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Revisiting resistance to change at the university. An interpretative approach

By Alain Vas and Christophe Lejeune


Generally perceived as a negative phenomenon to overcome, resistance to change (RTC) has been discussed widely in the organization literature. However, opting for a manichean view of RTC seems to be simplistic. In this paper we focus on exploring professors ' reactions to change induced by the Bologna reform at the university. Based on 38 in-depth interviews and using Pettigrew's framework (context – content – process), we observe that reactions to change are mostly ambivalent, containing both positive and negative representations. This leads us to introduce the concept of reluctance to change as a result of the ambivalent reactions. Going further in our exploration, we emphasize some main elements that explain the negative representations: a lack of shared vision, an uncertain political context and a perceived lack of resources. We also emphasize incompatibilities that nurture ambivalence: a university culture characterized by stability, slowness, academic freedom, incremental and consensus-based change, is not adapted to the Bologna reform, which occurs with an overall sense of urgency, a rapid rhythm of adaptation, an imposed and complex process. This paper shows that university is not a simple and homogenous organization since it is composed of different subcultures. Based on these results, we suggest university managers develop a common sense-making and take reluctance to change into account as an indicator of future potential brakes in the Bologna process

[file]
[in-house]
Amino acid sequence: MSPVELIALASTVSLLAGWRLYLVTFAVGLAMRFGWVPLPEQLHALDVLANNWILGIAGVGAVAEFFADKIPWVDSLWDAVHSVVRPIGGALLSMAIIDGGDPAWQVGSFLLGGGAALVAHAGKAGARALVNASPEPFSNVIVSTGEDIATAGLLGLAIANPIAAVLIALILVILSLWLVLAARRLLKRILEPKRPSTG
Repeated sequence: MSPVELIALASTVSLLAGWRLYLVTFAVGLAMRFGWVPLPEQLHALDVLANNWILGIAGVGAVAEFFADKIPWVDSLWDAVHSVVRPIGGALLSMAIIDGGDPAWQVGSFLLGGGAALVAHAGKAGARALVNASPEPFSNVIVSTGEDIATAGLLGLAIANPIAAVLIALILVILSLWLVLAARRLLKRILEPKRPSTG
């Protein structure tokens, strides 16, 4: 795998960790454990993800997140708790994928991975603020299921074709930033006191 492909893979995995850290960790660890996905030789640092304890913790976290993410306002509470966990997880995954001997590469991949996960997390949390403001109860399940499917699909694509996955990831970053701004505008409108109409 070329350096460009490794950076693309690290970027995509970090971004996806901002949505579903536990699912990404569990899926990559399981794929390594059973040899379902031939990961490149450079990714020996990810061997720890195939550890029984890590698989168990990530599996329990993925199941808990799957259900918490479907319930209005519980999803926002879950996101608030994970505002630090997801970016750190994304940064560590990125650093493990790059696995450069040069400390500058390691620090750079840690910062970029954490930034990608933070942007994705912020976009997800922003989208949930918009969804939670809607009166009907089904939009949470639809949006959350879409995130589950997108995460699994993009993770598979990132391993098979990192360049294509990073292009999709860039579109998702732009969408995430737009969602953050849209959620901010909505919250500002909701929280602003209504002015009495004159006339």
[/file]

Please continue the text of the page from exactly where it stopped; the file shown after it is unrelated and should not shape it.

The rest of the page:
Year: 2004
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